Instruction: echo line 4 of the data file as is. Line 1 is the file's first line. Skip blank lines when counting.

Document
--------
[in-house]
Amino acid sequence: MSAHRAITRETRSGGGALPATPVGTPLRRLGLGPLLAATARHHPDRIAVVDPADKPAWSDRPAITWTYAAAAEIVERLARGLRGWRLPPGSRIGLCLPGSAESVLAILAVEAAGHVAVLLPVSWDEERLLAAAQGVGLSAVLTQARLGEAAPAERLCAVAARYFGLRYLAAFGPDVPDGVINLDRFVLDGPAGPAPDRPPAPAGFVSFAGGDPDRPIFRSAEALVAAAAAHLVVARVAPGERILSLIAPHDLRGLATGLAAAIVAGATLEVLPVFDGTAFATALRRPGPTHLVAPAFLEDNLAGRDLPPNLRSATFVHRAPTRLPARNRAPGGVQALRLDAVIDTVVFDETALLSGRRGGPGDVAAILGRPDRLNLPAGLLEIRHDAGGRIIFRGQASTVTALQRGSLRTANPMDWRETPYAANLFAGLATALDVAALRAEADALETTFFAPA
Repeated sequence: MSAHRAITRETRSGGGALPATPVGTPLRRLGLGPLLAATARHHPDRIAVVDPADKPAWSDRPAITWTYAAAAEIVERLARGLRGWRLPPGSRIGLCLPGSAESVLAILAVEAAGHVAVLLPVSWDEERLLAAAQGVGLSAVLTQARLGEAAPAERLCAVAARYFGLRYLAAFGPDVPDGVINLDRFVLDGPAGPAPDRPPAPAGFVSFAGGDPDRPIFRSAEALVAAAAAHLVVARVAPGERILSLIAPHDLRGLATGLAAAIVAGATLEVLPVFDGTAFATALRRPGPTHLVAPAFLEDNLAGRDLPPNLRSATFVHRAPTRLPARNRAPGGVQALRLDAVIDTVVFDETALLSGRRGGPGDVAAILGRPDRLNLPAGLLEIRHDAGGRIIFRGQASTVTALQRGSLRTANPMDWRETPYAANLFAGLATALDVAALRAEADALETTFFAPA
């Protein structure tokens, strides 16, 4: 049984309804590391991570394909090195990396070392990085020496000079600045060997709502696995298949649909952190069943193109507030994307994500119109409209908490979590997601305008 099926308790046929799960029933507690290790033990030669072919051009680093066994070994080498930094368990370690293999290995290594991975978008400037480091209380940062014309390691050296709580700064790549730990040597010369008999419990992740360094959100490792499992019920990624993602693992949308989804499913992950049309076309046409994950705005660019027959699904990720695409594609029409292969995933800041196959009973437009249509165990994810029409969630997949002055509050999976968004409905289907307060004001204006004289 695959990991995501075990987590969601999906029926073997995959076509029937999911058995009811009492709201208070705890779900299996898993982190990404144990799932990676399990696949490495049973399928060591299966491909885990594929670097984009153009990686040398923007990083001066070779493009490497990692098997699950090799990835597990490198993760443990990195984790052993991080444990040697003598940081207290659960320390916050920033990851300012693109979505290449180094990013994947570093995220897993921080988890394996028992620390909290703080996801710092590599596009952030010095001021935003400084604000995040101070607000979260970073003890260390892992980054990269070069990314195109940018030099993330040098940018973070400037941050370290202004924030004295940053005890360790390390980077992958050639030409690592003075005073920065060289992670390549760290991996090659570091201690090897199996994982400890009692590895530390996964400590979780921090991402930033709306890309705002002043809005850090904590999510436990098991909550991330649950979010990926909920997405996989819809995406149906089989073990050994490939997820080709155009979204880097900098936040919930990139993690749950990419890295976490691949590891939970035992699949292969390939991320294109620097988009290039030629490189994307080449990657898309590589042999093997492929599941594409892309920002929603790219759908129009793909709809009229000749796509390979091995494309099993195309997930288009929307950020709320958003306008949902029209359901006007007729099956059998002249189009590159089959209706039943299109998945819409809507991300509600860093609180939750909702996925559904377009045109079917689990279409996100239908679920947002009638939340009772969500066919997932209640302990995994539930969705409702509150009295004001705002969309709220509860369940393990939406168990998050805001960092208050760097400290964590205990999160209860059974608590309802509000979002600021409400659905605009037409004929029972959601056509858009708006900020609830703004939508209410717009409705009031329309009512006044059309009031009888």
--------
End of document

């Protein structure tokens, strides 16, 4: 049984309804590391991570394909090195990396070392990085020496000079600045060997709502696995298949649909952190069943193109507030994307994500119109409209908490979590997601305008 099926308790046929799960029933507690290790033990030669072919051009680093066994070994080498930094368990370690293999290995290594991975978008400037480091209380940062014309390691050296709580700064790549730990040597010369008999419990992740360094959100490792499992019920990624993602693992949308989804499913992950049309076309046409994950705005660019027959699904990720695409594609029409292969995933800041196959009973437009249509165990994810029409969630997949002055509050999976968004409905289907307060004001204006004289 695959990991995501075990987590969601999906029926073997995959076509029937999911058995009811009492709201208070705890779900299996898993982190990404144990799932990676399990696949490495049973399928060591299966491909885990594929670097984009153009990686040398923007990083001066070779493009490497990692098997699950090799990835597990490198993760443990990195984790052993991080444990040697003598940081207290659960320390916050920033990851300012693109979505290449180094990013994947570093995220897993921080988890394996028992620390909290703080996801710092590599596009952030010095001021935003400084604000995040101070607000979260970073003890260390892992980054990269070069990314195109940018030099993330040098940018973070400037941050370290202004924030004295940053005890360790390390980077992958050639030409690592003075005073920065060289992670390549760290991996090659570091201690090897199996994982400890009692590895530390996964400590979780921090991402930033709306890309705002002043809005850090904590999510436990098991909550991330649950979010990926909920997405996989819809995406149906089989073990050994490939997820080709155009979204880097900098936040919930990139993690749950990419890295976490691949590891939970035992699949292969390939991320294109620097988009290039030629490189994307080449990657898309590589042999093997492929599941594409892309920002929603790219759908129009793909709809009229000749796509390979091995494309099993195309997930288009929307950020709320958003306008949902029209359901006007007729099956059998002249189009590159089959209706039943299109998945819409809507991300509600860093609180939750909702996925559904377009045109079917689990279409996100239908679920947002009638939340009772969500066919997932209640302990995994539930969705409702509150009295004001705002969309709220509860369940393990939406168990998050805001960092208050760097400290964590205990999160209860059974608590309802509000979002600021409400659905605009037409004929029972959601056509858009708006900020609830703004939508209410717009409705009031329309009512006044059309009031009888």